What You Really Need to Know About Startup Financing

More Misunderstandings

The SBA 7(a) loan program, in contrast, is tailored specifically to long-term capital needs, offering borrowers lower monthly payments due to an extended repayment term; the funds can be used for most business purposes, including real estate, construction, inventory and working capital. But while the federal program has been around for 50 years, it's one of the most misunderstood financing resources. Despite what many entrepreneurs think, their credit history is critical because SBA loans are less collateralized than conventional credit. Many view SBA loans as a bailout program for distressed companies, and lots of start-ups consider the SBA a likely funding source. Neither belief is really accurate. "Most banks have credit policies that require two to three years in business, even for their SBA program," says Heather Endresen, director of SBA lending for Citibank's Western division.

Citibank has bucked the trend by offering up to $50,000 in SBA financing to qualified start-ups. Borrowers must have a three-year financial plan and a net worth equivalent to the amount they want to borrow. However, the bank doesn't take personal assets as collateral, only business property. "Maybe they'll use the equity in the house for another source of borrowing," Endresen says. "In most cases, $50,000 is not enough to do the whole start-up. We're generally dealing with companies that have some other source of capital."

While Medell's SBA loan helped her get started, she has relied on credit lines with several vendors to keep store shelves stocked. Most are limited to $5,000, which restricts the amount of merchandise she can buy.

Her ongoing financial challenges underscore a truth of start-up financing: Seed money can take a new company only so far. Nearly two years after her launch, Medell isn't living large. But she's still in business. "If you start a business without having deep pockets, even after you've gotten your loan, they really sock it to you," says Medell. "It's not easy at all. You have to be cautious."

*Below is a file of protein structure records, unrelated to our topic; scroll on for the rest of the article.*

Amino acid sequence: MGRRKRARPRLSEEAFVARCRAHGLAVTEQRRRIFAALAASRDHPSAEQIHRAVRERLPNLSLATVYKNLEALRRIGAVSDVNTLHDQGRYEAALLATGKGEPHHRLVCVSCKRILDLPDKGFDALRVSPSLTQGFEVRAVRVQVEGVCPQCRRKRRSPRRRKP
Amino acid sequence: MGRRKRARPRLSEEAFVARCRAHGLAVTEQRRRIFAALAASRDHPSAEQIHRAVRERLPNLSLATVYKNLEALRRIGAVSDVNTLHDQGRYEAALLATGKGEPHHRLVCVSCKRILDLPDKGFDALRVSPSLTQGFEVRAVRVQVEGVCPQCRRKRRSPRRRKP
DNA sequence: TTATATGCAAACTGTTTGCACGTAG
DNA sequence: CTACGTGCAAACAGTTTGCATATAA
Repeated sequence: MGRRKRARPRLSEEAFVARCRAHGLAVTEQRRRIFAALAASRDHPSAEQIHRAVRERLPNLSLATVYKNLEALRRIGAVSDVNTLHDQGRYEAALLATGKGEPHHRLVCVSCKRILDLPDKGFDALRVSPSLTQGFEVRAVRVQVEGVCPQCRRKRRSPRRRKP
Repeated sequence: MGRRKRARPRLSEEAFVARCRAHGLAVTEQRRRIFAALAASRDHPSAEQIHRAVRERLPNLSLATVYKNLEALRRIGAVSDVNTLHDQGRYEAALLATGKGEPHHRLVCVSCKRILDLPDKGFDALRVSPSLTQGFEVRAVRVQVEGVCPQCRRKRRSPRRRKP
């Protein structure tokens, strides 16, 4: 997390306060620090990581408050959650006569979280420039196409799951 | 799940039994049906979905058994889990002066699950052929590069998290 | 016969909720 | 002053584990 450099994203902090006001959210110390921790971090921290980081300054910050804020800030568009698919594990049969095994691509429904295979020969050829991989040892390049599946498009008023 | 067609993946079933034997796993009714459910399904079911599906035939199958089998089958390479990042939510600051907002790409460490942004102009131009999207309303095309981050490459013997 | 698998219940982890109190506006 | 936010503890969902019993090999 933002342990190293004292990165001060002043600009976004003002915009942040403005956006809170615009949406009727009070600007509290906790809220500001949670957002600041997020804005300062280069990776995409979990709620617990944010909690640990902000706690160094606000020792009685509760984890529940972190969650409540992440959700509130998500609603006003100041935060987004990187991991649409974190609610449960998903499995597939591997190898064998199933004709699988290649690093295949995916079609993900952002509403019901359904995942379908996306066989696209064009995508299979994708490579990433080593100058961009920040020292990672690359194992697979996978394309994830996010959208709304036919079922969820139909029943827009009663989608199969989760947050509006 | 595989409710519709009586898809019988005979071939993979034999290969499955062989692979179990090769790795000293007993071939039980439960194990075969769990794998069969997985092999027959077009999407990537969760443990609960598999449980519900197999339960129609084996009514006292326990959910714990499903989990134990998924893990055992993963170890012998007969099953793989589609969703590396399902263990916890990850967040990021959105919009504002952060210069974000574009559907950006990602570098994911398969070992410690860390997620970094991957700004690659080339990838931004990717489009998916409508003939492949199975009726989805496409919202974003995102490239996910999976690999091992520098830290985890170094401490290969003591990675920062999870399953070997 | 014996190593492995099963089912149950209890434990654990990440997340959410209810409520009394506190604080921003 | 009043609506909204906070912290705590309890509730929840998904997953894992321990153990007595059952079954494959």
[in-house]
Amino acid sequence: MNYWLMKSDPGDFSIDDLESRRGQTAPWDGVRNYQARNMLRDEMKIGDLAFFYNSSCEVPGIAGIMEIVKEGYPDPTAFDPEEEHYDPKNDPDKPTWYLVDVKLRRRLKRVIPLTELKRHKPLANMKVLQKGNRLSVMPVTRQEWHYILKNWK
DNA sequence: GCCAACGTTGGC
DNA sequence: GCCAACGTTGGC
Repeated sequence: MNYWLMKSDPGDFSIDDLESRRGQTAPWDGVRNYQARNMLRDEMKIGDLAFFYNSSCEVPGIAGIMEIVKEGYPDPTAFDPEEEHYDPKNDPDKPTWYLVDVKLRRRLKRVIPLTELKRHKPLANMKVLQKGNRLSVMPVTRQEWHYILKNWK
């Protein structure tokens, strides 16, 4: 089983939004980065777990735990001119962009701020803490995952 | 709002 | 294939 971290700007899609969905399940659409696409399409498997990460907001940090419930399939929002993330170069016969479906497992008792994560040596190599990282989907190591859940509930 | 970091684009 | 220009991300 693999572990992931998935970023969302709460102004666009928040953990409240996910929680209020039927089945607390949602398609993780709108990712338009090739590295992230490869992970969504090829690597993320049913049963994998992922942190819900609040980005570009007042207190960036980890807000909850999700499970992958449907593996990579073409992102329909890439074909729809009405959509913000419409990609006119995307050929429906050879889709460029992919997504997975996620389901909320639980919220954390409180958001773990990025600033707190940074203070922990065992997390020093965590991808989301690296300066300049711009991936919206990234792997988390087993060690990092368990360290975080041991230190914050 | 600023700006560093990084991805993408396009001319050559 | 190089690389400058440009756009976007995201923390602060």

Paving the Way
How one entrepreneur braced herself financially when launching a new business

Before launching a mail order clothing business, Jamila Payne was paying off credit card debt and scaling back living expenses in anticipation of her entrepreneurial plunge. The 26-year-old even sold an expensive car to purchase a cheaper one. "I think that's something the loan officers and venture capitalists evaluate. 'How are you living? You just bought a new car but don't have any money to put in your business?'" says the founder of Milla by Mail Direct. "People underestimate how much [investors] look at your personal spending habits."

Along with wanting to send the right message to potential financiers, Payne knew being able to skip a salary was crucial to her survival. "I've talked to other entrepreneurs who have to go back to work because they don't have enough money for their personal expenses," she says. "It's important not just to save for start-up capital for your business, but to save so you can sustain yourself until the business is generating revenue."


Crystal Detamore-Rodman is a Charlottesville, Virginia, writer who covers the small-business finance market.

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This article was originally published in the October 2003 print edition of Entrepreneur's StartUps with the headline: Truth & Consequences.

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